8. mouseonthemoon Dec. 15th, 2012

    @J.R. I agree that you’ve got to account for the influence of media in someway — there is little doubt that these scenes are cinematic. Fiction opens up a space for fantasy and we wouldn’t have it any other way. But criticizing violence in the media is also something that the left is not very good at. For one, you risk being associated with the moral majority and two you risk seeming like a snob who can’t appreciate the fun of a good action flick.

    It leaves us in a place where we have to criticize “culture,” which is something I find uncomfortable. I would rather just leave culture alone. I’d like to remain neutral on the question of, let’s say, the value of aesthetic value for society. Yes, media are commodified today, but it’s not easy to say how exactly commodification has affected media, and what would change if media suddenly became de-commodified. In a world without social contradiction, it matters little to me if people spend their time playing Call of Duty or studying renaissance sculpture and now I don’t want to have to say, maybe all of this shit IS bad for people…

  9. J.R. Dec. 15th, 2012

    @ Mouse. I see what you’re driving at. It makes me think that somehow the right has more of a grasp on the problem…? They either blame culture or pure evil. I don’t want to speak for the left, because there are obviously enough who don’t speak about this. (Was Obama’s recent “there are too many of these tragedies occurring” a reference to gun control?) For me, it seems like an important pragmatic step and it also, at the very least, constitutes a symbolic gesture of repair. I know that it would be 50 years before there would be any noticeable changes, but let us just say that Adam’s mother hadn’t owned guns, and to get a gun, this kid would have had to go down to some shady alley or something, might this not have prevented him from acting? I think on the slim chance that we could say yes, it is worth pursuing. I do think it is about temptation in relation to accessibility. I also think that a culture that is stricter with gun laws might reconfigure brains a bit, ‘for the better’. I guess these are my lefty dreams.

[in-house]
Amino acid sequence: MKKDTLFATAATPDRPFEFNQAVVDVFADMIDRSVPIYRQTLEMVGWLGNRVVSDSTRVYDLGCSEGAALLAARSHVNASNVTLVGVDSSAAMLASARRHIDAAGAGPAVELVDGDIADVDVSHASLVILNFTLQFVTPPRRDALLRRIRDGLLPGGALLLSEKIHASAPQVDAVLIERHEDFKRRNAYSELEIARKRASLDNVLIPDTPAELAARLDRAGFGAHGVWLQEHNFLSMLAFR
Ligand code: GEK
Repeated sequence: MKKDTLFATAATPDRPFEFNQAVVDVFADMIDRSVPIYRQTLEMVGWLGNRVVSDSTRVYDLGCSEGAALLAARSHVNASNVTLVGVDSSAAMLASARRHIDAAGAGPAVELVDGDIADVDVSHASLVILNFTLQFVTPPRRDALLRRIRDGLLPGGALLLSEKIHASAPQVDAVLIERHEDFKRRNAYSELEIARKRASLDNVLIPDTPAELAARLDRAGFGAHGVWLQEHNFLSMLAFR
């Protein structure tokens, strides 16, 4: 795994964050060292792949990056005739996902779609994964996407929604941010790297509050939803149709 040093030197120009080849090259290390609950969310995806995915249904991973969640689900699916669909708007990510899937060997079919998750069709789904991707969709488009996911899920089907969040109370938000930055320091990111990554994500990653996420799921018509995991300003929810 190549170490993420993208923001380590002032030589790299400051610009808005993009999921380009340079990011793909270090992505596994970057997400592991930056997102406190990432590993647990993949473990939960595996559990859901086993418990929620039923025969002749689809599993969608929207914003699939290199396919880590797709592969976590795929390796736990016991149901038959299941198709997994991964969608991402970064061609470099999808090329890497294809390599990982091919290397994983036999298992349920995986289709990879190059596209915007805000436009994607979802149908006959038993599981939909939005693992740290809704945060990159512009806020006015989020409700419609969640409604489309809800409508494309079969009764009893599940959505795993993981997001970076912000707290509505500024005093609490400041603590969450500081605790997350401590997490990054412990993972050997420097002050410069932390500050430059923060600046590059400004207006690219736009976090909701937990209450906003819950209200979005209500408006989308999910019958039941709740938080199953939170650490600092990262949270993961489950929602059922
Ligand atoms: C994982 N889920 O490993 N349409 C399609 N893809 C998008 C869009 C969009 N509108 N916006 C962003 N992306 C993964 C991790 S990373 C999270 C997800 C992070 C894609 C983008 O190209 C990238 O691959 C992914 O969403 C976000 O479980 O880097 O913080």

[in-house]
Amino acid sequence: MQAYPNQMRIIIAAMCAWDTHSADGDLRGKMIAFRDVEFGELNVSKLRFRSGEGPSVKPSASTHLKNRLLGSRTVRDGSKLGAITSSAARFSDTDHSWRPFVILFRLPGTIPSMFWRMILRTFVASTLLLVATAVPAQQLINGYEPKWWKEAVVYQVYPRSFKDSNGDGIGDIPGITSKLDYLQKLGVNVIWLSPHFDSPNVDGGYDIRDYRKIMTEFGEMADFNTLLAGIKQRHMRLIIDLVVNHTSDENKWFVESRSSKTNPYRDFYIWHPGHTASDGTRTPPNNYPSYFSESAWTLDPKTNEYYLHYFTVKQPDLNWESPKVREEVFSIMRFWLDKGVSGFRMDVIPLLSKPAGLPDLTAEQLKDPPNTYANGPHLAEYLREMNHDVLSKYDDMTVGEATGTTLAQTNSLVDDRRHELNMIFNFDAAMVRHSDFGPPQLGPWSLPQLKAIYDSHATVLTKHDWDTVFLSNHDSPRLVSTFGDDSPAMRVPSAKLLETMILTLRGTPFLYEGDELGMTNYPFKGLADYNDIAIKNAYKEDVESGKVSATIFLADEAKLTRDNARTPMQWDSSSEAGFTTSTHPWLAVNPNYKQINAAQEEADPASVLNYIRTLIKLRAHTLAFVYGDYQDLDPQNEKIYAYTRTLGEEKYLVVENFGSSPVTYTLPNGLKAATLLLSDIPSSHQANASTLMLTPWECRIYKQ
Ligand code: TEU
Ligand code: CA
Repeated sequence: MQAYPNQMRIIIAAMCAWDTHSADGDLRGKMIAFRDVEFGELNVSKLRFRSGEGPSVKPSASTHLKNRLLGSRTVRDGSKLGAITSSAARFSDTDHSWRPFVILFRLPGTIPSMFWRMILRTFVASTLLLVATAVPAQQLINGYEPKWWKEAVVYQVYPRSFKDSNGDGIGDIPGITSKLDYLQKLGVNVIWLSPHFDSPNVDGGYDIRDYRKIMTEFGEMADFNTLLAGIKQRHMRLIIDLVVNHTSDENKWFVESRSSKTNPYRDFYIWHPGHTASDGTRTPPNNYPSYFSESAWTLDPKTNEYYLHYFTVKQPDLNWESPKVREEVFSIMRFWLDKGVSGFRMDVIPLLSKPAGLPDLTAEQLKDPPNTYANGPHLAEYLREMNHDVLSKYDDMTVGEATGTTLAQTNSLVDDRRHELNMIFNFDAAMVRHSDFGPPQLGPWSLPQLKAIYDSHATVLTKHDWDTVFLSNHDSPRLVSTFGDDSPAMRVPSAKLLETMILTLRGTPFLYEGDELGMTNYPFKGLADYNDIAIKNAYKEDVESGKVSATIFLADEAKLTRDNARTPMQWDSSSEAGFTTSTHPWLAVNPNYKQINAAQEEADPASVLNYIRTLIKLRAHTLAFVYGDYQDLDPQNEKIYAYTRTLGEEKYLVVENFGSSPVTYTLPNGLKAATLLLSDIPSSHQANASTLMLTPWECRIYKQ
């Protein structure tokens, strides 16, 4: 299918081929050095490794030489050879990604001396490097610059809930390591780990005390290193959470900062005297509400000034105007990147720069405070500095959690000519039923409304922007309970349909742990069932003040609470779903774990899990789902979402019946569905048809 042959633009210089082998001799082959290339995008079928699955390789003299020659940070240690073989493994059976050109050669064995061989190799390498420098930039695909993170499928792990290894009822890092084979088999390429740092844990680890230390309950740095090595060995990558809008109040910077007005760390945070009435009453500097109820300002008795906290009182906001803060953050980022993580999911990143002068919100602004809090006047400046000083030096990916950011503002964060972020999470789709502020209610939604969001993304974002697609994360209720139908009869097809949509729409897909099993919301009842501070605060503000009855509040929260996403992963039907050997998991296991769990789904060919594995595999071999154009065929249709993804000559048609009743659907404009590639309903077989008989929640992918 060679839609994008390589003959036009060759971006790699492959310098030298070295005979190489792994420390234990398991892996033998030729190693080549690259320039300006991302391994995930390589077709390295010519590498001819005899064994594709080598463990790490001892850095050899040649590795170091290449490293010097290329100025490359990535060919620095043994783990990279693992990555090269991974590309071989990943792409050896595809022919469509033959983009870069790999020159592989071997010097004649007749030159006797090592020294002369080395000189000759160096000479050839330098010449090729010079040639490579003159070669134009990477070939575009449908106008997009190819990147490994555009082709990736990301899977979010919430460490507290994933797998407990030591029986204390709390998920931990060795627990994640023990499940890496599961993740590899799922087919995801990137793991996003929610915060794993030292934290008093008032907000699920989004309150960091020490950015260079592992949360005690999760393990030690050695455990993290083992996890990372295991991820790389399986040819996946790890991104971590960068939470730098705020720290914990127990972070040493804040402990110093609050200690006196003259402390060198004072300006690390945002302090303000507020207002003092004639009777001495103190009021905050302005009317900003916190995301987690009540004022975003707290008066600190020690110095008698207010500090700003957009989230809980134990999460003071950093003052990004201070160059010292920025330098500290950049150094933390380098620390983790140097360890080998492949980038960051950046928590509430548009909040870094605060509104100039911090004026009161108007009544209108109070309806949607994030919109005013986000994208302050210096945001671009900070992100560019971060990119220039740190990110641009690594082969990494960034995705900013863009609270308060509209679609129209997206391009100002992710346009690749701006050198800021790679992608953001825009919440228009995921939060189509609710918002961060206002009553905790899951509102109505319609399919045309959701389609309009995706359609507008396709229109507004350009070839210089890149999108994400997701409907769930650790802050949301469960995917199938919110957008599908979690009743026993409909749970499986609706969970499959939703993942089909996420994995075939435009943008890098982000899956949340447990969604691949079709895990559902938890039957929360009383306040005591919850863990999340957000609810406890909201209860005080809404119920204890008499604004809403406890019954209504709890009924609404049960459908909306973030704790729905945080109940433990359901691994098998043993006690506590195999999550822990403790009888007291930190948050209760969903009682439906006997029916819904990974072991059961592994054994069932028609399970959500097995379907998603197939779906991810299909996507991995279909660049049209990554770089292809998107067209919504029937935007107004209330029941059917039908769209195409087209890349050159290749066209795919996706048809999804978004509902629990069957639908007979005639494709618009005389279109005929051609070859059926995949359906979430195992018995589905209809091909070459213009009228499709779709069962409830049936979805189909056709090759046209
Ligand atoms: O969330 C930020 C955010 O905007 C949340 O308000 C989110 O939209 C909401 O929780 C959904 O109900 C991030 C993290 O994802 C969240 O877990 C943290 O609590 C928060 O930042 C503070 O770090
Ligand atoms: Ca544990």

10. J.R. Dec. 15th, 2012

    @ Mouse. I wanted to add one note, which is that I do not blame the violence of media. If we could call that the content, then it is the form itself that I am more critical of. You can be lured into the desire for immediate gratification with ponies and talking clouds nowadays.

  11. A.-O. Dec. 16th, 2012

    To inquire into the ‘foundations’ of gun violence is intelligent and necessary. Not to insist on the immediate implementation of gun control is idiotic and dangerous. I agree that the weight of the gesture is significant in itself. It is a matter of breaking a positive feedback cycle that is (i again agree) tied to the lure of total gratification perpetuated by technology and the culture industry–they are indissociable–in tandem. The question to ask is: what is a mother of two living in the lap of first world luxury doing with semiautomatic weapons in her house? In what culture is this normal? Answer: in the same culture in which torture is a part of mainstream discourse.. A mother who owns semiautomatic weapons has already validated their use. Also: I don’t condone shooting anything, but there is a difference between a hunting rifle and a weapon whose design principle is the efficiency with which it terminates human lives. Somebody stick a good comparison of gun violence stats by nation up on this thing…

  12. J.R. Dec. 16th, 2012

    Still trying to figure out how to post it in a comment. For now, I think the Guardian has the right kind of chart: